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Raising Fit Kids: Healthy Nurtition, Exercise, and Weight

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What should you do if your 10-year-old wants to lift weights? Or your teen goes on daily runs even though she plays a sport, too? Getting exercise is good for kids -- they need at least 60 minutes a day. But is there such a thing as too much exercise for a kid?

Most Kids Need to Move More

The truth is a majority of kids in America aren’t getting enough exercise. According to a 2012 YMCA parent survey, only 19% of kids were getting the recommended amount of physical activity. The good news is it’s never too early to help your kids fall in love with fitness. That way moving and being fit is just a natural part of life.

“We don't have guidelines about what age a child should start a specific physical activity," says Joel S. Brenner, MD, chair of the American Academy of Pediatrics Council on Sports Medicine and Fitness.

Some 10-year-olds can run 5K races without any problems, and even weight lifting -- as long as it's supervised -- can be safe for young kids, he says.

How to Keep Kids Safe

So how do you know if it’s too much too soon? It all depends on your kid, say experts. You don’t have to be nervous as long as you keep an eye on things.

Here’s how to guide your child’s physical activity to make sure she stays safe:

Have them rest. The American Academy of Pediatrics says that kids playing organized sports need at least one day off a week. They also need two to three months off from training each year.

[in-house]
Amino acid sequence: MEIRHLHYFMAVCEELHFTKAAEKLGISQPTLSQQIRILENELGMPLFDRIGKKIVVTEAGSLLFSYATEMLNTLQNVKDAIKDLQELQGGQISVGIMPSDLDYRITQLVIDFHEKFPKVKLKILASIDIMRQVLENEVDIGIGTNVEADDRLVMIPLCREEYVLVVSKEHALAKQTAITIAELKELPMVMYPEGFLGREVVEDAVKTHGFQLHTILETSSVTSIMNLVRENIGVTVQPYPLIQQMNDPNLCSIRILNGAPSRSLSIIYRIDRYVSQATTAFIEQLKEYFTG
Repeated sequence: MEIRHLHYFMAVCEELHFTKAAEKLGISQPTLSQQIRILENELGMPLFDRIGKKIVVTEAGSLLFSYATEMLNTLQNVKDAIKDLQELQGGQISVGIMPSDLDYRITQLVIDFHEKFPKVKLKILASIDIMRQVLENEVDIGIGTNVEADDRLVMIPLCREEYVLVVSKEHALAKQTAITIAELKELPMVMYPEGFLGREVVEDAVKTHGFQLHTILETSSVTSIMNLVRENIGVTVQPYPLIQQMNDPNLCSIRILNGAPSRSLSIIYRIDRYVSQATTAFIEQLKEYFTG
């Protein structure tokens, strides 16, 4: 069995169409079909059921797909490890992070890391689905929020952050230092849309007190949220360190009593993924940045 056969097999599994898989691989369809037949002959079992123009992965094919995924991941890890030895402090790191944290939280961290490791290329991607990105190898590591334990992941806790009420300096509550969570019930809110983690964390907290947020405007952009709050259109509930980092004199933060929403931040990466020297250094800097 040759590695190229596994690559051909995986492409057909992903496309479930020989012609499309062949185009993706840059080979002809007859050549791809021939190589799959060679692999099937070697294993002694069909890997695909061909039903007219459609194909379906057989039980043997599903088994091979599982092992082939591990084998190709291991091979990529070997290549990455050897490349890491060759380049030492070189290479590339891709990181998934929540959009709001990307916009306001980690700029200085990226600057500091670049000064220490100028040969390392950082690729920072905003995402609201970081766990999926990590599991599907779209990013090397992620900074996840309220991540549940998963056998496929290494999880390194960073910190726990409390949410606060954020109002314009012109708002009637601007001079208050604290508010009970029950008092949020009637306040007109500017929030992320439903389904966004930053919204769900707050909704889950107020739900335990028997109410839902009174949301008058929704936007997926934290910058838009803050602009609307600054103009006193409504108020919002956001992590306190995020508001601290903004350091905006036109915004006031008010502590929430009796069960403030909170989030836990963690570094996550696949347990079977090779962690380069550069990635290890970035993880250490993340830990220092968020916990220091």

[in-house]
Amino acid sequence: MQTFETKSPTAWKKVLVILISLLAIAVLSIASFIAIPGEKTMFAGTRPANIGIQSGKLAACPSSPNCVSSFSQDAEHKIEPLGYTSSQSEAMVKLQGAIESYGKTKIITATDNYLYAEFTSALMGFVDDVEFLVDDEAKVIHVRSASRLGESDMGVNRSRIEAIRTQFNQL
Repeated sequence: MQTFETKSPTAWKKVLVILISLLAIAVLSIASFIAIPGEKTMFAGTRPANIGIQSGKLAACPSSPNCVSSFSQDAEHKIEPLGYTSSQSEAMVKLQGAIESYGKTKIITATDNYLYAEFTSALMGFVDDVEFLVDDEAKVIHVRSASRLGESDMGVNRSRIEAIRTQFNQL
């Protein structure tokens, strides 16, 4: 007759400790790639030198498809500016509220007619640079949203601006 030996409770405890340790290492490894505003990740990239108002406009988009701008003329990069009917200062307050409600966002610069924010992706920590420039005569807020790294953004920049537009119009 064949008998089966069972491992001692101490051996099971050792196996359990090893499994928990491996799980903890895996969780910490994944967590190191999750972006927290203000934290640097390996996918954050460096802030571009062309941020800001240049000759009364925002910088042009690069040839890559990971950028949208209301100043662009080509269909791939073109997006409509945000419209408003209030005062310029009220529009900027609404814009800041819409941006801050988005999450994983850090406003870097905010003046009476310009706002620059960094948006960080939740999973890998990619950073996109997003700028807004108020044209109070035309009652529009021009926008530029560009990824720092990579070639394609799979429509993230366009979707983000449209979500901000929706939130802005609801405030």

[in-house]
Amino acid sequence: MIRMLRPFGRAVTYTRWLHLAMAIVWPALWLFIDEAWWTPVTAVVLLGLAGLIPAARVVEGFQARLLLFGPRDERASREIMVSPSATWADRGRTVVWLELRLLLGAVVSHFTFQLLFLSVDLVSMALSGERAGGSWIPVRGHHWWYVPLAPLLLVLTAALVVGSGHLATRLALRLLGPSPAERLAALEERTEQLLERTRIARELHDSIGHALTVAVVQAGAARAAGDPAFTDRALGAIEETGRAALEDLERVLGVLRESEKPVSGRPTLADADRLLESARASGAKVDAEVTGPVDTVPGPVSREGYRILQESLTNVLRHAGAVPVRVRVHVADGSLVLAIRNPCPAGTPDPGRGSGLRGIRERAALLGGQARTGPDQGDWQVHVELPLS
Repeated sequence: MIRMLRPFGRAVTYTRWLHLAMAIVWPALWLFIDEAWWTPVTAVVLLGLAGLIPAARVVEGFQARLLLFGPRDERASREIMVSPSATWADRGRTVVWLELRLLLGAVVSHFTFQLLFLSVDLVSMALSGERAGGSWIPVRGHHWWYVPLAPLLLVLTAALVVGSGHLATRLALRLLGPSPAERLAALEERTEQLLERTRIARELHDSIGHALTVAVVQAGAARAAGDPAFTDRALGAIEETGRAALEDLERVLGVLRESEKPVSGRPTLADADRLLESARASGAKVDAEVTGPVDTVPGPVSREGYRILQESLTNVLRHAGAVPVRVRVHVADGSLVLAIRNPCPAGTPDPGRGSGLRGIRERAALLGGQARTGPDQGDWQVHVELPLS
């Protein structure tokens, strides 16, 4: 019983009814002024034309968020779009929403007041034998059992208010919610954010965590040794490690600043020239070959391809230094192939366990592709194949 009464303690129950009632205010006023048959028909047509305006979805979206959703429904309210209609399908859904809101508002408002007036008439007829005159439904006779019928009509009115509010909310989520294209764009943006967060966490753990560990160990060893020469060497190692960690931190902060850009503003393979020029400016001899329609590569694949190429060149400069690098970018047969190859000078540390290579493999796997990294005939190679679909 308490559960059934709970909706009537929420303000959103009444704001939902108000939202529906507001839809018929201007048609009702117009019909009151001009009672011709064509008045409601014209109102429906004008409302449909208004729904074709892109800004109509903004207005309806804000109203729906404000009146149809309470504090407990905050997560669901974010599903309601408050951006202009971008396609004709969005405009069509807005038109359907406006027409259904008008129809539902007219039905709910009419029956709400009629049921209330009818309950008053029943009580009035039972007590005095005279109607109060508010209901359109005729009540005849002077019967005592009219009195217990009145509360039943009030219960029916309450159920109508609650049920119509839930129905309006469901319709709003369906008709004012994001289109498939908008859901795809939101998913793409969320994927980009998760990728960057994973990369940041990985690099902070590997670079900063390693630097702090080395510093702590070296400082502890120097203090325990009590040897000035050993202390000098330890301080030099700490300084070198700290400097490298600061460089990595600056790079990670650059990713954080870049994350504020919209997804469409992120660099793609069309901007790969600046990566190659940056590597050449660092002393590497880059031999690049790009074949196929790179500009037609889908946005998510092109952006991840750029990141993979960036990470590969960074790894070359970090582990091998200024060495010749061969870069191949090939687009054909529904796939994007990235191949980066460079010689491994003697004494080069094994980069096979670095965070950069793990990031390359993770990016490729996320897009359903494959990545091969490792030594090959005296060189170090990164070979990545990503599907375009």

Why? Exhaustion. "These kids can still be active doing other things," says Brenner. But their bodies and minds need time to rest from the rigors of practice.

Kids are going to be tired after practice. But if your kids have night games or are getting up hours before school starts to work out, they may not be getting enough sleep. That can affect their health, mood, and performance at school. Remember, school-age kids need at least 10 hours of sleep a night. Teenagers need at least 8 1/2 to 9 1/4.  

Increase workouts gradually. Don't allow your kids to rush and rapidly up their workouts. They shouldn’t increase their exercise -- the amount of time, number of repetitions, or distance -- by more than 10% in a week.

Why?Injuries. Big jumps in training can lead to injury. Overuse injuries are common in kids who exercise heavily, says Brenner. By pushing themselves too hard, they have a higher risk of stress fractures, shin splints, and other problems. Their growing bones can't handle the physical stress as well as adults' bones can. They can develop lasting muscle and joint injuries.

 

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